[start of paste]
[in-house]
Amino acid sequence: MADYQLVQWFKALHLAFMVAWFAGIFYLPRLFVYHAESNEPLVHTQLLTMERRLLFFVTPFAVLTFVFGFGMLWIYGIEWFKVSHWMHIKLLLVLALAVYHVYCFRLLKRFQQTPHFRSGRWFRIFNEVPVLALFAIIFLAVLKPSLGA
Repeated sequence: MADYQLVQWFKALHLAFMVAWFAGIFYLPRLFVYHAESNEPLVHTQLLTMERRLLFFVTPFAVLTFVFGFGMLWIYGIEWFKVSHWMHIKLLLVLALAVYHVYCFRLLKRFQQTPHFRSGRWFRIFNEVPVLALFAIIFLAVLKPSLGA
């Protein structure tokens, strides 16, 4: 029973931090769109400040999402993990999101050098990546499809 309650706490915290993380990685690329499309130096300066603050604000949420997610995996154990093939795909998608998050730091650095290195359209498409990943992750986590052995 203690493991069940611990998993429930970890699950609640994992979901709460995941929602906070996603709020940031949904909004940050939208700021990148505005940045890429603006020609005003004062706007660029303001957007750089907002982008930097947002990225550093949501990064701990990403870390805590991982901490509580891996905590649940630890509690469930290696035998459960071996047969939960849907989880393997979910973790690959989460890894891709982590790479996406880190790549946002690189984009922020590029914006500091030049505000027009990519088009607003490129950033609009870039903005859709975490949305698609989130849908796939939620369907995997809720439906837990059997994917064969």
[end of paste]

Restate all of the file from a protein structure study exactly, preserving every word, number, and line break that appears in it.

[in-house]
Amino acid sequence: MADYQLVQWFKALHLAFMVAWFAGIFYLPRLFVYHAESNEPLVHTQLLTMERRLLFFVTPFAVLTFVFGFGMLWIYGIEWFKVSHWMHIKLLLVLALAVYHVYCFRLLKRFQQTPHFRSGRWFRIFNEVPVLALFAIIFLAVLKPSLGA
Repeated sequence: MADYQLVQWFKALHLAFMVAWFAGIFYLPRLFVYHAESNEPLVHTQLLTMERRLLFFVTPFAVLTFVFGFGMLWIYGIEWFKVSHWMHIKLLLVLALAVYHVYCFRLLKRFQQTPHFRSGRWFRIFNEVPVLALFAIIFLAVLKPSLGA
């Protein structure tokens, strides 16, 4: 029973931090769109400040999402993990999101050098990546499809 309650706490915290993380990685690329499309130096300066603050604000949420997610995996154990093939795909998608998050730091650095290195359209498409990943992750986590052995 203690493991069940611990998993429930970890699950609640994992979901709460995941929602906070996603709020940031949904909004940050939208700021990148505005940045890429603006020609005003004062706007660029303001957007750089907002982008930097947002990225550093949501990064701990990403870390805590991982901490509580891996905590649940630890509690469930290696035998459960071996047969939960849907989880393997979910973790690959989460890894891709982590790479996406880190790549946002690189984009922020590029914006500091030049505000027009990519088009607003490129950033609009870039903005859709975490949305698609989130849908796939939620369907995997809720439906837990059997994917064969």